By Karen Davis, PhD, President of United Poultry Concerns
Chicken “Welfare” vs. Environmental Welfare
Would raising chickens more slowly – keeping them alive for seven or eight weeks, say, instead of five or six weeks – be a welfare improvement that would inflict more harm on the environment than the industry already causes?
The industry says yes. A recently published study cited by the National Chicken Council in a January 11, 2017 media release claims that if only one-third of U.S. chicken producers switched to slower growing birds, “nearly 1.5 billion more birds would be needed annually to produce the same amount of meat currently produced – requiring a tremendous increase in water, land and fuel consumption.”
The study the National Chicken Council cited, The Sustainability Impacts of Slow-Growing Broiler Production in the U.S., conducted by the pharmaceutical company Elanco, is designed to show that raising chickens more slowly in the United States would be an economic and environmental calamity.
Specifically, 7.6 million more acres of land would be needed each year to grow the soybeans and corn to feed the longer-living chickens; 1 billion gallons more water would be needed for them to drink, and more water still would be needed to grow the additional crops to feed them.
Slower growing chickens, says the National Chicken Council, would produce 28.5 billion more pounds of manure each year, creating “a pile on a football field that is 27 times higher than a typical NFL stadium.”
Healthy as ever?
So there it is: industry calculations argue that any effort to reduce the suffering of the birds by extending their lifespan a week or two would increase the environmental damage already caused, and for what? After all, the National Chicken Council says that “the national broiler flock is as healthy as it has ever been.”
However, the “broiler” flock – a class of birds that by definition has been bred specifically for abnormal breast sizes and growth rates – has never been naturally “healthy,” but is rather, in the words of animal scientist John Webster in A Cool Eye Towards Eden, “the single most severe, systematic example of man’s inhumanity to another sentient animal.”
Although poultry industry researchers have studied growth-induced diseases for decades, the National Chicken Council insists that the industry will continue to raise birds to heavier weights and larger birds. Currently, average bird weights are “just over six pounds.,” an industry spokesman told a seminar in 2016, “but the big-bird segment is seeing average weights of nine to 10 pounds.”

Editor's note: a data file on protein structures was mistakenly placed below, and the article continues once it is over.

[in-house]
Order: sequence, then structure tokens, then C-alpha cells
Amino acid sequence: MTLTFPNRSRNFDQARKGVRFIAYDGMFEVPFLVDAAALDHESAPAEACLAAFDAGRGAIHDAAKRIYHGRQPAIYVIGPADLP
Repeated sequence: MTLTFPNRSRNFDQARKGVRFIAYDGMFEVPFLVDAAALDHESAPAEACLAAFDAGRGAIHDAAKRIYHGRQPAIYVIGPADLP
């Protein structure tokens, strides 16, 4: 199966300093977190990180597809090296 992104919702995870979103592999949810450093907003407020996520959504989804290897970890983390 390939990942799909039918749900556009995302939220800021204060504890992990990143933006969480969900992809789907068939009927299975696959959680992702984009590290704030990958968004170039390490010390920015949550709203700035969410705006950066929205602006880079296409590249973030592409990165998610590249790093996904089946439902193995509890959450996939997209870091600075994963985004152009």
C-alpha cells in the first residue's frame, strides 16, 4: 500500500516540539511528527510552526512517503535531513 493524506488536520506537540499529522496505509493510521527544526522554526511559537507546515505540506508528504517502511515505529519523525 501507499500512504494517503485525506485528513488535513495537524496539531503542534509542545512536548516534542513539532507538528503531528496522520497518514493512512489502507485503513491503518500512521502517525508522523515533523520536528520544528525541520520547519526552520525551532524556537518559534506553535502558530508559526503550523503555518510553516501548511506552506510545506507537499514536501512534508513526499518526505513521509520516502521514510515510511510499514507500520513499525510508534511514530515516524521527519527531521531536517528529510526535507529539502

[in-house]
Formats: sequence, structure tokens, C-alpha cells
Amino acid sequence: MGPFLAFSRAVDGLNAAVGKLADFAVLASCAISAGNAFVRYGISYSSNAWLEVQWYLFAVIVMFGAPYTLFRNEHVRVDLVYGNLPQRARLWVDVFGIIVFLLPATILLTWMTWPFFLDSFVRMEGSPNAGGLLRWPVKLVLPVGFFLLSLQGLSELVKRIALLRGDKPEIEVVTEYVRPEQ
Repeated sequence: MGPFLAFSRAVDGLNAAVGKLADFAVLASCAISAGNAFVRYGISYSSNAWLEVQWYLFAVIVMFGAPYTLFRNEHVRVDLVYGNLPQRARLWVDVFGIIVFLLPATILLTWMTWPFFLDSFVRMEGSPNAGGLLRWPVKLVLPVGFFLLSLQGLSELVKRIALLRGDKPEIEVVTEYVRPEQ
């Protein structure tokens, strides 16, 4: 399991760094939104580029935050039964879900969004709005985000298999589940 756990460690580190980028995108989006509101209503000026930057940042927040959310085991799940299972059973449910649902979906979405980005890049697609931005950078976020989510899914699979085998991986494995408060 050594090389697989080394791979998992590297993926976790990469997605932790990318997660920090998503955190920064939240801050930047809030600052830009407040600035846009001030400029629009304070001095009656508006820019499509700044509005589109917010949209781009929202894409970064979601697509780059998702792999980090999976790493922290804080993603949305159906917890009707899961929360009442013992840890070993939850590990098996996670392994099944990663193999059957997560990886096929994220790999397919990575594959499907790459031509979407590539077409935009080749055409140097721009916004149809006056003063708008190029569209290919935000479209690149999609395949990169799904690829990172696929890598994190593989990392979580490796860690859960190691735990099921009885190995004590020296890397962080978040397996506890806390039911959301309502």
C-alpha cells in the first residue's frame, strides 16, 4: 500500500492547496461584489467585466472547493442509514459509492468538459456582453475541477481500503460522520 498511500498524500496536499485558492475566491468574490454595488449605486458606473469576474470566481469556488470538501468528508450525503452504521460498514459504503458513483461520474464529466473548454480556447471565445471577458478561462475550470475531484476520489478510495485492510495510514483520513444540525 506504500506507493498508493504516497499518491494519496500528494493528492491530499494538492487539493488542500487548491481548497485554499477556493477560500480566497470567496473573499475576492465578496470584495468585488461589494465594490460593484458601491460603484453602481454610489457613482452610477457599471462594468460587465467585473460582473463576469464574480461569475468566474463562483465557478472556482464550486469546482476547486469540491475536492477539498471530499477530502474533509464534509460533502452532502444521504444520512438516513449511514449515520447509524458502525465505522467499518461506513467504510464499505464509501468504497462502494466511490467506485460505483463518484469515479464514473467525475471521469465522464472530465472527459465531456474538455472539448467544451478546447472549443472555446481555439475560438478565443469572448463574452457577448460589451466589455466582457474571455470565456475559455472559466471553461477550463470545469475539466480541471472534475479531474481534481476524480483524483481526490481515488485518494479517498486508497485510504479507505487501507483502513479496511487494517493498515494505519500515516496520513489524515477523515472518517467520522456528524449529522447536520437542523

Thus on the one hand, we have the U.S. Department of Agriculture’s boast in 1982 that if human beings grew at the same rate as chickens raised for meat, “an 8-week-old baby would weigh 349 pounds.”
On the other is the reality that these chickens now grow so rapidly that their hearts and lungs are not developed well enough to support their weight, resulting in congestive heart failure and tremendous death rates.
Also studied for decades by poultry industry scientists are the painful skeletal deformities caused by the forced rapid growth of chickens bred for human consumption.
Explains John Webster, “Genetic selection of broiler chickens for rapid growth and gross hypertrophy of the breast muscle has created serious problems of ‘leg weakness’ in the heavy, fastest-growing strains. ‘Leg weakness’ is a euphemism,” he says, “used to describe but not diagnose a long and depressing list of pathological conditions” of bones, tendons, and skin in birds bred for meat.
More than 50 years of activism
Along with waging campaigns to replace battery cages with cage-free confinement for egg-industry hens, animal welfare groups have tried for more than half a century to get the chicken meat industry to improve the birds’ living conditions, and reduce the suffering they endure as a result of genetic manipulation for fast rapid growth.
Clare Druce’s book Chickens’ Lib: The Story of a Campaign chronicles the campaigns that she and others have waged on behalf of birds bred for meat and eggs in Great Britain and the European Union since the early 1970s, and in Prisoned Chickens, Poisoned Eggs: An Inside Look at the Modern Poultry Industry, I focus particular attention on the U.S. industry.
Science & data vs. emotional rhetoric
Like all businesses that exploit animals, the chicken industry offers reassurances of “humane treatment,” “welfare” and other euphemisms to silence opposition. The National Chicken Council, which represents the U.S. industry, brandishes “science and data” versus “activists’ emotional rhetoric.” Yet the very science it cites supports and motivates our emotional rhetoric.